At the end of the book there's more than a slight hint there will be a sequel. How far along is that and is it one book? Two? How far do you see The Legend of Everwinter going?

Tara: "We've already started, we've planned the next book and we're working on it now. It's due for release next year hopefully! About the same time. At the moment I've got an idea for two more books, this one and the next one, but we've been told not to limit ourselves so if it is a good series and people enjoy it then we don't know how far it can go. If people enjoy it and its what the public want then, yeah!"

How long did it take you to write this from scratch? From the start date til release?

Tara: "It was 13 months."
Matthew: "Yeah it was quite strange as the actual finished book that people see now was probably only in the last 5 months of production, well you wrote the story fairly quickly within 2 months or something,"
Tara: "Yeah."
Matthew: "That was in October."
Tara: "We started in October 2012 and I got the initial story written within 2 months and then it got sent off for editing to the publisher and it kept getting... it was sent back with little tweaks and stuff and I let Matt carry on with the illustrations."
Matthew: "I kind of had this idea it was going to be a more of a, kind of, realistic fantasy but it really wasn't working, it wasn't really suitable for children it was a bit too dark, the illustrations just didn't match the story, they were quite muted, a bit more real looking so it came to Christmas which was the initial submission deadline and I spoke to the publisher and said 'Look, I want to take it in a different direction, I'm not happy with how it is". I then started to re-plan the whole book, redesign all the characters and actually use a different style for the book. I began that after the Christmas period and then I started all the final illustrations people see in the final version now, around March. The actual finished version that people see now is probably about the 5 months of work before it was sent to be published but it was in production for 13 months or so."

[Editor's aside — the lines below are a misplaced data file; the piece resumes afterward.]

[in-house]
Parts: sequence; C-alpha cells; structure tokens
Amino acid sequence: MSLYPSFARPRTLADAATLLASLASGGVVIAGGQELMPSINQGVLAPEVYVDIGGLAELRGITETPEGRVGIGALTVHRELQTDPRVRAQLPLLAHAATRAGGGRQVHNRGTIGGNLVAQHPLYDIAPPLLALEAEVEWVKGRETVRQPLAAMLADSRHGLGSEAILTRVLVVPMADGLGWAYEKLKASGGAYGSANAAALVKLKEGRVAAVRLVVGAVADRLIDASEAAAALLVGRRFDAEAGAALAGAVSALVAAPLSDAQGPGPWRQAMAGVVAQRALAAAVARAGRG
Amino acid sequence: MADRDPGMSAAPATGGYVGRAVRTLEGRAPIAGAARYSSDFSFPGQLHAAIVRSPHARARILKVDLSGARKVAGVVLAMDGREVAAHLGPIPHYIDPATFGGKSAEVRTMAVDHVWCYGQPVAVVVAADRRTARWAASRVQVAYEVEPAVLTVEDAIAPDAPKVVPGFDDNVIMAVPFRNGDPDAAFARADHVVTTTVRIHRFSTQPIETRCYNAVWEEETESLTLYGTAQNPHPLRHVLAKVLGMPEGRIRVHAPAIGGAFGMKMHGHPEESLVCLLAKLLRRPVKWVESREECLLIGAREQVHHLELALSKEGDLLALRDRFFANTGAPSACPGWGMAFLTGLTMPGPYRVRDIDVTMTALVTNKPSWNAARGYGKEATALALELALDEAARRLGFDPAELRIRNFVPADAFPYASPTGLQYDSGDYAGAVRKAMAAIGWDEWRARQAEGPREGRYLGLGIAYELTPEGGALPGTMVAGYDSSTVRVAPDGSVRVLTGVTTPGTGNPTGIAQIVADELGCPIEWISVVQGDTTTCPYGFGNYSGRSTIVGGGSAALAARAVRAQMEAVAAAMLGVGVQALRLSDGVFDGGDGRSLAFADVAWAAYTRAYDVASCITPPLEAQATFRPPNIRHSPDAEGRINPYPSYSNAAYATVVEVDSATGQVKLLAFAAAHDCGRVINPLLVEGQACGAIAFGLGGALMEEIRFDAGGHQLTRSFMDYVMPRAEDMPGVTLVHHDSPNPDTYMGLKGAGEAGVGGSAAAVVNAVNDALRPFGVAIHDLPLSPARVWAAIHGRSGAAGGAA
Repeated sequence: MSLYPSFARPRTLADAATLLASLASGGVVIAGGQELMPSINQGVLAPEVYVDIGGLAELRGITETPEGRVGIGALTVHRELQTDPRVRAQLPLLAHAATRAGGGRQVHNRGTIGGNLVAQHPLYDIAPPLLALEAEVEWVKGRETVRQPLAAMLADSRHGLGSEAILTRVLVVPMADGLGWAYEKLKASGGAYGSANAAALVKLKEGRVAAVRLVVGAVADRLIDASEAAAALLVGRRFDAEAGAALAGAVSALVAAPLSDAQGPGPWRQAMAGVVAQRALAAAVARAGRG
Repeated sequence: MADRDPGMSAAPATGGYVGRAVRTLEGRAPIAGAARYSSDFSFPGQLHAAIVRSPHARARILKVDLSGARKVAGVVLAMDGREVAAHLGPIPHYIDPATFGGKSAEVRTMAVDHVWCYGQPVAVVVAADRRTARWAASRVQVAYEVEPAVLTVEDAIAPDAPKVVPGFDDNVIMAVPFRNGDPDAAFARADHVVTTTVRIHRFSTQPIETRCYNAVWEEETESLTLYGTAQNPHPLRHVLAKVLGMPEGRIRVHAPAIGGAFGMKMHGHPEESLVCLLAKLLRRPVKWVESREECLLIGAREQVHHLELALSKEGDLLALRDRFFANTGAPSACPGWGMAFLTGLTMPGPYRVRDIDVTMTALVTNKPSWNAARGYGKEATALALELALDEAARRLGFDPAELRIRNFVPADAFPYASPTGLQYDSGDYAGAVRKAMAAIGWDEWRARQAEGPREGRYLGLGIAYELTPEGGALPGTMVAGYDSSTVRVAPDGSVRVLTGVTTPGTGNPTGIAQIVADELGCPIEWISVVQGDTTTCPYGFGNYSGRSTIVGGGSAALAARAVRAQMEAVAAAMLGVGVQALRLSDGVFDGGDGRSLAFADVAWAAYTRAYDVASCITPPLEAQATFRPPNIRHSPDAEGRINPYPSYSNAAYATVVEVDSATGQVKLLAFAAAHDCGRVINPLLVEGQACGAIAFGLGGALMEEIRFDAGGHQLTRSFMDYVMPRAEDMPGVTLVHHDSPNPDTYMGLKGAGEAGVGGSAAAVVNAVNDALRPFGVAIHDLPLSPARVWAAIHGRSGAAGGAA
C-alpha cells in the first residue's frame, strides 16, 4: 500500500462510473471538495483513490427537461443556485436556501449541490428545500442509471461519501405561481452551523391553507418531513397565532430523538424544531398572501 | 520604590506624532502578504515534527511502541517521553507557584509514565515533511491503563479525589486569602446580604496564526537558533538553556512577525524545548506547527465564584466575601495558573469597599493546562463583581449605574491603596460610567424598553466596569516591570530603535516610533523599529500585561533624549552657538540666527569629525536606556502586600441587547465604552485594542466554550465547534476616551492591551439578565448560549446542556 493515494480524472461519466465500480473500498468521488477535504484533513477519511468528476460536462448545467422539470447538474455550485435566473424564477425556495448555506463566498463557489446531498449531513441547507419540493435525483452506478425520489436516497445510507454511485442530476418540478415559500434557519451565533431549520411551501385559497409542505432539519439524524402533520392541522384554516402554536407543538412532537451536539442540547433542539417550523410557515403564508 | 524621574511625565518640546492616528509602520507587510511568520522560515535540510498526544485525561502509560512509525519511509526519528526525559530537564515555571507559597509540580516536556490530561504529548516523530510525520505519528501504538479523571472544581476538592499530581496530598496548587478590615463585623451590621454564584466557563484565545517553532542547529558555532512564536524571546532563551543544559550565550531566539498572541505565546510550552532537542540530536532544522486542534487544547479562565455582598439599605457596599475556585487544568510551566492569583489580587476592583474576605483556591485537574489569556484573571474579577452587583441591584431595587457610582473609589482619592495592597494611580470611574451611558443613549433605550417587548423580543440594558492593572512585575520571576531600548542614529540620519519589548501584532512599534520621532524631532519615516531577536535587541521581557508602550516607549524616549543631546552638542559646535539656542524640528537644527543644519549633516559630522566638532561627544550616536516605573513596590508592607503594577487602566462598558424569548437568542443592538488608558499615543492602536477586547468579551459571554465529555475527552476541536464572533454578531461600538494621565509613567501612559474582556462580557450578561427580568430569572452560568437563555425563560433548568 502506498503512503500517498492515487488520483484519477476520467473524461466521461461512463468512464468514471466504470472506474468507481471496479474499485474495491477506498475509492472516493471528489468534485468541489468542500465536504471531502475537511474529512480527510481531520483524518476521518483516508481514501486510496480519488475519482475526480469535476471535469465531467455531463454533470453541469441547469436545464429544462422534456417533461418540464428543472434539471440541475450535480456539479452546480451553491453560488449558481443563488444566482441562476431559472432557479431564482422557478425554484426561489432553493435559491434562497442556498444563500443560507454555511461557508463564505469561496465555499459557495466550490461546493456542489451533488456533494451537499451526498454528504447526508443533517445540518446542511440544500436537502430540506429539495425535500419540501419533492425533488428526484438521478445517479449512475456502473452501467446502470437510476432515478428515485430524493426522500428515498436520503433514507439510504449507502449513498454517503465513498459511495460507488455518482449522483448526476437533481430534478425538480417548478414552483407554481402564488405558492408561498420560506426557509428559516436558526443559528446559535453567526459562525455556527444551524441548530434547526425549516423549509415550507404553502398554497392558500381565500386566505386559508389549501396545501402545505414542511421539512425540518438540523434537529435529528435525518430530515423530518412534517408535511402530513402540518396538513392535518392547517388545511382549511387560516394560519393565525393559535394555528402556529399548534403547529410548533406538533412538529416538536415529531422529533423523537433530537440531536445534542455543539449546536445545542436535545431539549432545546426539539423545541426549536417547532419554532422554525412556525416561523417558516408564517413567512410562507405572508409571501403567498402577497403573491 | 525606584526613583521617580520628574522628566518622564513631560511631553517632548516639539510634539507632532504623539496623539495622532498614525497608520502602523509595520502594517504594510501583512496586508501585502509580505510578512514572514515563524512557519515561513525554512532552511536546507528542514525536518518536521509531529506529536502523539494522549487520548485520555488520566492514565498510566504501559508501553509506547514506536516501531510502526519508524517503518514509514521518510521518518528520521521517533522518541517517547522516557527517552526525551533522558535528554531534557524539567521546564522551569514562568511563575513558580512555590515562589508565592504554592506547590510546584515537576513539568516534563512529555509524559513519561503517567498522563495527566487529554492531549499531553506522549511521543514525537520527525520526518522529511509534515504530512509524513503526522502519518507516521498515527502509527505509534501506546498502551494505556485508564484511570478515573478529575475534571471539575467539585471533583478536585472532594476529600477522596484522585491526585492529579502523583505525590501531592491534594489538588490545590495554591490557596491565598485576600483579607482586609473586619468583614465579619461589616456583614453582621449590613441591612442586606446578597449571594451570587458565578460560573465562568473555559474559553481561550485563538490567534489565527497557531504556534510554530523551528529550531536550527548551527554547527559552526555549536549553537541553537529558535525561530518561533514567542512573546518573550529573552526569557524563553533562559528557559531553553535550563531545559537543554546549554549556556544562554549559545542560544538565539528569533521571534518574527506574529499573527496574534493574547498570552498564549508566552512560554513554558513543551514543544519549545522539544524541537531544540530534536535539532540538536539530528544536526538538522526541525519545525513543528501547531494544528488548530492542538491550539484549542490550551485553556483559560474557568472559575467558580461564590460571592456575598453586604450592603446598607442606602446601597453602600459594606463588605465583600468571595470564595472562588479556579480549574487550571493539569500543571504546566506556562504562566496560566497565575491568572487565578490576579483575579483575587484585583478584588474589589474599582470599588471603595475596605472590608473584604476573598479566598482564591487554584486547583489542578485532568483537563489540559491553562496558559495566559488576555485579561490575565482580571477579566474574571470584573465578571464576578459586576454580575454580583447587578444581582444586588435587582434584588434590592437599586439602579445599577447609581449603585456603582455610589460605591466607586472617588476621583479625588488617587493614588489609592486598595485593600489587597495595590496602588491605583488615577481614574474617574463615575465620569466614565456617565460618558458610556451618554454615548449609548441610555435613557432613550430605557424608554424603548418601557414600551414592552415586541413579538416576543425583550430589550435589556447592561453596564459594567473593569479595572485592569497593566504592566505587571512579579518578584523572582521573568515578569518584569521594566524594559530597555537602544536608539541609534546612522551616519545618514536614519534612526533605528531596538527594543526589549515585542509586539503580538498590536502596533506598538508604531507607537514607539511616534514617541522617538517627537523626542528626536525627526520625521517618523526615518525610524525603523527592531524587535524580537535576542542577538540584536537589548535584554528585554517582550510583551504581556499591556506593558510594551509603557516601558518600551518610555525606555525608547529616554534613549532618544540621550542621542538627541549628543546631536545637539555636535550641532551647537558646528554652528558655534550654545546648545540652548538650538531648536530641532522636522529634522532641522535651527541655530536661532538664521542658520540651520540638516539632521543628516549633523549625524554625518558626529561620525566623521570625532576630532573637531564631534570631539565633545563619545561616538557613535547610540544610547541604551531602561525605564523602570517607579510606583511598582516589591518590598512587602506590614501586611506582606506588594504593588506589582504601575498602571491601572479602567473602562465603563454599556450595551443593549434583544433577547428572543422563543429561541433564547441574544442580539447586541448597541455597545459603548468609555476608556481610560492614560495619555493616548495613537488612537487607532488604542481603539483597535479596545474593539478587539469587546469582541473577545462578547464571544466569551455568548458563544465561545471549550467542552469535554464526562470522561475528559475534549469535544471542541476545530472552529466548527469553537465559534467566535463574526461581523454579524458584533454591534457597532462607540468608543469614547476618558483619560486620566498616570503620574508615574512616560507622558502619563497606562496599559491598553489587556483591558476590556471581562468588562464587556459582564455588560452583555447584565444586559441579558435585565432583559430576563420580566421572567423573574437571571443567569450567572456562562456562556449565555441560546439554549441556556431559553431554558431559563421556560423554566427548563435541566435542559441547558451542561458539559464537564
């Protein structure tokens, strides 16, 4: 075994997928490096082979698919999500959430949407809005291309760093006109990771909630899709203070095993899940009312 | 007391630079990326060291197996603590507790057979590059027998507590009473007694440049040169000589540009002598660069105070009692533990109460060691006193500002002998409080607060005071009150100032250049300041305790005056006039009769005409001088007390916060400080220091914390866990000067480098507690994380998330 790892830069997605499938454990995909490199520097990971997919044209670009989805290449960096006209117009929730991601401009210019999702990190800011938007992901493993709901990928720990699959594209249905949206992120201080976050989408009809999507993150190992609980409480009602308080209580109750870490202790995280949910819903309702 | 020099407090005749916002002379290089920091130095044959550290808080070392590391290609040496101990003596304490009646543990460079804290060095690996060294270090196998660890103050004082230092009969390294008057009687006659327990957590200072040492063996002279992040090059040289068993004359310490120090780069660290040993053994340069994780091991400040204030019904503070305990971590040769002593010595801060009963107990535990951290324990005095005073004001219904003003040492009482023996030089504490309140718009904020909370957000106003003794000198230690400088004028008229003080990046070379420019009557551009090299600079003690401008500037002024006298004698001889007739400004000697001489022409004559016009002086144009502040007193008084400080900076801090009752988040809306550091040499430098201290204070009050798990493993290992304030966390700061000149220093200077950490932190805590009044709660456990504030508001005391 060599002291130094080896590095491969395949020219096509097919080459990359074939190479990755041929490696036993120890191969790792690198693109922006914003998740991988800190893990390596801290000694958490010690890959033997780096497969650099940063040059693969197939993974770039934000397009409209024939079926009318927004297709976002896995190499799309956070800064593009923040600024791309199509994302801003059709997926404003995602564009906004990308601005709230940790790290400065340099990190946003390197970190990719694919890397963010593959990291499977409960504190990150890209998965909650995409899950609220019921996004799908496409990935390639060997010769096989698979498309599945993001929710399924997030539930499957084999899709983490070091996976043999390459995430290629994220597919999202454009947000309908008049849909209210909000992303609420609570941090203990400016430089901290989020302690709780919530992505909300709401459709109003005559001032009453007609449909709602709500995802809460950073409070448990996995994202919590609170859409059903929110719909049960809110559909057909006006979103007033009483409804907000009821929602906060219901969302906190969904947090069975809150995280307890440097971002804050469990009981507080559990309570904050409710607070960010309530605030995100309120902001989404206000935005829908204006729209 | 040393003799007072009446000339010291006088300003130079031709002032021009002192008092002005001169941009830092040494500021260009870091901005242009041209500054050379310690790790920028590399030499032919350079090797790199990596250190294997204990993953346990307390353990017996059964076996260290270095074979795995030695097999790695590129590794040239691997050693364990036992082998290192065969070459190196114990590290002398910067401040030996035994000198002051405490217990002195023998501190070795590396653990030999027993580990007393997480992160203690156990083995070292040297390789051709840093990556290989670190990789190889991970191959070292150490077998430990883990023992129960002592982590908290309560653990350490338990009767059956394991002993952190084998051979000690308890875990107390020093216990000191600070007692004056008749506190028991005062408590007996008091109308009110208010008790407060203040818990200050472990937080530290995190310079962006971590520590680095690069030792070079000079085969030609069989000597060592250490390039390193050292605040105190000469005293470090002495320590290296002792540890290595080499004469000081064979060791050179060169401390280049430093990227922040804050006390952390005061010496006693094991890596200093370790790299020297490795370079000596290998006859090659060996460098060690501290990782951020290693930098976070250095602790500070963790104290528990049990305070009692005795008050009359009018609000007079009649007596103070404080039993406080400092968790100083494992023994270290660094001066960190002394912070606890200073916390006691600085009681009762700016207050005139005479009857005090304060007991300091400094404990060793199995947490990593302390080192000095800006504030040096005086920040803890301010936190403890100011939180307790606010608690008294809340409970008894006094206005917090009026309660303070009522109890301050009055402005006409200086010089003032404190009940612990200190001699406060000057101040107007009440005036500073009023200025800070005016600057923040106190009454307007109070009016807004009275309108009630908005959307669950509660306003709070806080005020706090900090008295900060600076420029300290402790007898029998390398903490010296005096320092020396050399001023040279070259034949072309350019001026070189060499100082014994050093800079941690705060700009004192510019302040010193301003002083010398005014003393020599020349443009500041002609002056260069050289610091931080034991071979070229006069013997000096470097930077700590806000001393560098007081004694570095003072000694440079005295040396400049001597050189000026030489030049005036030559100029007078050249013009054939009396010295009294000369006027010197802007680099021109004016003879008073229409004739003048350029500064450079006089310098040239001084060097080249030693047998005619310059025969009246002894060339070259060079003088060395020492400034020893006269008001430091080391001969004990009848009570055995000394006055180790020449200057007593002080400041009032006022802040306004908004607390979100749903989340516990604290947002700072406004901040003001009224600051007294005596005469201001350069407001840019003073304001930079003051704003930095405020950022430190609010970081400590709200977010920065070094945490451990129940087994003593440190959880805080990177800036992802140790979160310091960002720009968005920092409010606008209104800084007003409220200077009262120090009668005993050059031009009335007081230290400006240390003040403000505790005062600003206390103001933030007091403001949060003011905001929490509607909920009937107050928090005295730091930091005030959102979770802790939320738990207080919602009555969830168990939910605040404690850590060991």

Are there any stories not set in Everwinter that you've got lined up? Or are you simply immersed in Everwinter World?

Tara: "Ha! We're in the Kingdon of Everwinter at the minute because it's our first published book but, you know, I don't know if we'll be able to carry on with Everwinter forever, so, we are looking forward to doing different books in the future as well, like, either one off books or a different series kind of thing, so yeah, Everwinter isn't just the beginning or the end."